(Originally appeared in The Film Stage on Sep. 21 , 2015)
I’ve always been very open about myself. And my movies have always made people uncomfortable. In Taiwan, this movie first appeared as a book. So journalists were excited about all the “scoop” they found in it. As far as I’m concerned, however, there’s no scoop here. It’s my life, I’ve never been secretive about it. Kang-sheng Lee and I, we just rarely talk about it. And I mean, what are movies supposed to be about if not private thoughts and emotions? The creative process is inevitably private. People might think it’s strange for artists to bring their private life into the films they make, but that’s exactly what we do and what we ought to do.
You also shared things about your creative process in the film, which many directors avoid doing.
This is not a film on filmmaking. The reason why I inquire about Kang-sheng Lee’s process in the film is that I almost never communicate with my actors. So when we had a chance to talk like this, I was genuinely curious to know what was going through his mind when we shot this scene or that. It was definitely not my intention to lecture on filmmaking or share my method through this film. Everyone approaches filmmaking differently anyway.
Many filmmakers also avoid the discussion of what cinema is, but you seem ready to engage in such discussions.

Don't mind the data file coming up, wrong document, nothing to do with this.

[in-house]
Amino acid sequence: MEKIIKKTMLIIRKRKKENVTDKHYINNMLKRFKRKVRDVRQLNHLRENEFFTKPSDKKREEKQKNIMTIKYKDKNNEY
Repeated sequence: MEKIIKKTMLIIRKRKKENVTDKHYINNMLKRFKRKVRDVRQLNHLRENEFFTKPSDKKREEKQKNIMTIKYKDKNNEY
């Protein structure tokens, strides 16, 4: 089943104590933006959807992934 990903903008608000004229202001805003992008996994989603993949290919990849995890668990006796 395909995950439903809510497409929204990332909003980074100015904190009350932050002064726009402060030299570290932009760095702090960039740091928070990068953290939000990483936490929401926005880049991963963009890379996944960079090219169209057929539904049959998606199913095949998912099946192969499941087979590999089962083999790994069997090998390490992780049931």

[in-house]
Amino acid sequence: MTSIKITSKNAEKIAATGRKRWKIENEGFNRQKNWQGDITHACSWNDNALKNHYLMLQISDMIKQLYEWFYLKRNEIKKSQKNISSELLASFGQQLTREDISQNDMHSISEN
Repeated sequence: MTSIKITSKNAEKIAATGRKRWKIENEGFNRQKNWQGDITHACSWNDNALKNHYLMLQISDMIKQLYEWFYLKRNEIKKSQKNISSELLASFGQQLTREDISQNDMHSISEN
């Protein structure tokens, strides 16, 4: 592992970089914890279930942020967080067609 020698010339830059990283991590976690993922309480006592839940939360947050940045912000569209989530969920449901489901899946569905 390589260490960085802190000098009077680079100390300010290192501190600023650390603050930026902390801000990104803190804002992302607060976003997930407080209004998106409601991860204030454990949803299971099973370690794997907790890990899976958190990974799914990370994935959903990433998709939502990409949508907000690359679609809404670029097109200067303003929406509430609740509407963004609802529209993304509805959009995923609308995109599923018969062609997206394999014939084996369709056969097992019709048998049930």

I remember when my fifth film Good Bye, Dragon Inn premiered here in Venice, every single one of the journalists – well, at least all the Occidental ones - asked me the same question: “What is cinema?” I was excited by that question because it hadn’t been discussed enough. Just now another journalist pointed out to me: “There’s never a script to your films.” I asked him in response: “Do you think a film must have a script?” He answered with some exasperation: “Yes, of course!” This serves to prove my point that cinema has been industrialized, commercialized nowadays. Within that structure, there’s not much room for creativity anymore. So we actually need to re-think what cinema is under such circumstances.
When this film was revealed as part of the official line-up, the initial festival designation was neither feature film nor documentary, but the curious term “non-fiction”.